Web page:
So learning of Lucas Gray’s piece about Iran, and quite moved by it (see previous post), I checked out YouTube to see what might be there and found this rendition of Peace Train that brought tears (both sad and bitter) to my eyes and that has caused me to regret cutting out of my life some music that I once loved dearly. Fear and ignorance, especially of the racist variety, are insidious things that seep into all our lives.

Cataloguing Books on-line

Hey fellow campers, i've just discovered Library Thing - an on-line book-cataloguing site. You get to catalogue 200 books for free after which you have to pay $10 a year or $25 for life - given the price of many softwares, it's a pretty good deal. And many of you know what a book geek i am. The thing about this site is that you can view other people's libraries. In theory it's a way of sharing libraries, swapping books and such. Though i'm pretty protective of my collection - again, as many of you know. Nonetheless i like sharing and a couple of dozen of my books are abroad in the world at any one time.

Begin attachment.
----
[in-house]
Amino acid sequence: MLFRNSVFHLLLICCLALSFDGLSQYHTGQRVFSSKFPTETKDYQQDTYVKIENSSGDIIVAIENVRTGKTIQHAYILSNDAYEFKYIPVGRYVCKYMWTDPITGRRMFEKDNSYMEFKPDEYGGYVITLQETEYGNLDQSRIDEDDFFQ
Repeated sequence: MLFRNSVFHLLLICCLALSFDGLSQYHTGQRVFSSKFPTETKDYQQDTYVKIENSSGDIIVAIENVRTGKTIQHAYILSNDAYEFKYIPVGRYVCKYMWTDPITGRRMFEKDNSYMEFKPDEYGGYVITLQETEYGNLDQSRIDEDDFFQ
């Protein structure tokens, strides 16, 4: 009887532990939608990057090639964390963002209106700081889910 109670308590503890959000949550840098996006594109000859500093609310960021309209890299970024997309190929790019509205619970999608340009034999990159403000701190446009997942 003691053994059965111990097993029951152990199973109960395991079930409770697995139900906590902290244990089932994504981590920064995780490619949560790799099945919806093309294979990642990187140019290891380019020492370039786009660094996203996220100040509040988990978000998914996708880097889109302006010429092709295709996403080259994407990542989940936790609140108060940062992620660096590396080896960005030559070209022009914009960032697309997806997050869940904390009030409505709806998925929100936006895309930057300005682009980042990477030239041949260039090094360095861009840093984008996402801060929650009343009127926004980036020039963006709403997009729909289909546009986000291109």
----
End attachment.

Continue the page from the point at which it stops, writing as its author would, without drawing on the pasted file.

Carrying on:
Popular Education News - Jan 2007

I'm catching up on posting and here's one things i have been delinquent about: The Popular Education News which has been published devotedly by Larry Olds for these past few years. Some great links, resources, meeting announcements and more.

Peace Train memories and new inspiration

Here's a slide show that's worth a couple of minutes of your time : (thanks, Kim).

Community Arts University

Well, i've quite loved the Community Arts Network website for some time and now i love it even more as they have created a virtual university (actually a collection of articles and syllabi) about community arts. Despite some syllabi about global perspectives, it's a tad U.S-centric - which is small detriment to using this wonderful collection of stuff. You could say i'm a bit of a syllabi junky.